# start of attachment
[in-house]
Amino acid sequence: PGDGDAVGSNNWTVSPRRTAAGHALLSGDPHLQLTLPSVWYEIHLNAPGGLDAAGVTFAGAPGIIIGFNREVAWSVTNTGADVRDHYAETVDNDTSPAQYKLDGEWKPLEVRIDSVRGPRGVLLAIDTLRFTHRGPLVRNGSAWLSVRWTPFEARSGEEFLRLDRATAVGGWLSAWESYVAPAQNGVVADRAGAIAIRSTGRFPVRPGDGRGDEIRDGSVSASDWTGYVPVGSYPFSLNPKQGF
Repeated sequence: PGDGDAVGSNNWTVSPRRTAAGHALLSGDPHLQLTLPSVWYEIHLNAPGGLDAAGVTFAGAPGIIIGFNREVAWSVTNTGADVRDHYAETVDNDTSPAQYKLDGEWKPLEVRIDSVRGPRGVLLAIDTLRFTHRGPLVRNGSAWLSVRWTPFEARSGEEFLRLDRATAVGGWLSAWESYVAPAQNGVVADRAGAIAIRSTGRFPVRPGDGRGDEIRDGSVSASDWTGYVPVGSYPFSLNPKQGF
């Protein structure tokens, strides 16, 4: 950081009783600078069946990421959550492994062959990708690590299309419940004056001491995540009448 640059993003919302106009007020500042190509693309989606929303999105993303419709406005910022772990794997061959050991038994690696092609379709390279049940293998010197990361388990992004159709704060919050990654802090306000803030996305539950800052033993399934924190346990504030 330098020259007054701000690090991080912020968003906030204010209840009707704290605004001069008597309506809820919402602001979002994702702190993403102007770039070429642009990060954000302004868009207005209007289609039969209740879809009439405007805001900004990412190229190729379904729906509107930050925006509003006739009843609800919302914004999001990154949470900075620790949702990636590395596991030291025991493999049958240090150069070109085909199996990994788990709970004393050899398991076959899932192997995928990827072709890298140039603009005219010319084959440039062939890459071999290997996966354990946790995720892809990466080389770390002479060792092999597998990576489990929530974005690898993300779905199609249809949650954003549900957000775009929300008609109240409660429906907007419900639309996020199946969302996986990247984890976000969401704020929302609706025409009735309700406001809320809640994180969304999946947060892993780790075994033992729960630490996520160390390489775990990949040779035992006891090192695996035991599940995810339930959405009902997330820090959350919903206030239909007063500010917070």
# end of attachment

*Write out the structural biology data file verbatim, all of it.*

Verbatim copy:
[in-house]
Amino acid sequence: PGDGDAVGSNNWTVSPRRTAAGHALLSGDPHLQLTLPSVWYEIHLNAPGGLDAAGVTFAGAPGIIIGFNREVAWSVTNTGADVRDHYAETVDNDTSPAQYKLDGEWKPLEVRIDSVRGPRGVLLAIDTLRFTHRGPLVRNGSAWLSVRWTPFEARSGEEFLRLDRATAVGGWLSAWESYVAPAQNGVVADRAGAIAIRSTGRFPVRPGDGRGDEIRDGSVSASDWTGYVPVGSYPFSLNPKQGF
Repeated sequence: PGDGDAVGSNNWTVSPRRTAAGHALLSGDPHLQLTLPSVWYEIHLNAPGGLDAAGVTFAGAPGIIIGFNREVAWSVTNTGADVRDHYAETVDNDTSPAQYKLDGEWKPLEVRIDSVRGPRGVLLAIDTLRFTHRGPLVRNGSAWLSVRWTPFEARSGEEFLRLDRATAVGGWLSAWESYVAPAQNGVVADRAGAIAIRSTGRFPVRPGDGRGDEIRDGSVSASDWTGYVPVGSYPFSLNPKQGF
């Protein structure tokens, strides 16, 4: 950081009783600078069946990421959550492994062959990708690590299309419940004056001491995540009448 640059993003919302106009007020500042190509693309989606929303999105993303419709406005910022772990794997061959050991038994690696092609379709390279049940293998010197990361388990992004159709704060919050990654802090306000803030996305539950800052033993399934924190346990504030 330098020259007054701000690090991080912020968003906030204010209840009707704290605004001069008597309506809820919402602001979002994702702190993403102007770039070429642009990060954000302004868009207005209007289609039969209740879809009439405007805001900004990412190229190729379904729906509107930050925006509003006739009843609800919302914004999001990154949470900075620790949702990636590395596991030291025991493999049958240090150069070109085909199996990994788990709970004393050899398991076959899932192997995928990827072709890298140039603009005219010319084959440039062939890459071999290997996966354990946790995720892809990466080389770390002479060792092999597998990576489990929530974005690898993300779905199609249809949650954003549900957000775009929300008609109240409660429906907007419900639309996020199946969302996986990247984890976000969401704020929302609706025409009735309700406001809320809640994180969304999946947060892993780790075994033992729960630490996520160390390489775990990949040779035992006891090192695996035991599940995810339930959405009902997330820090959350919903206030239909007063500010917070």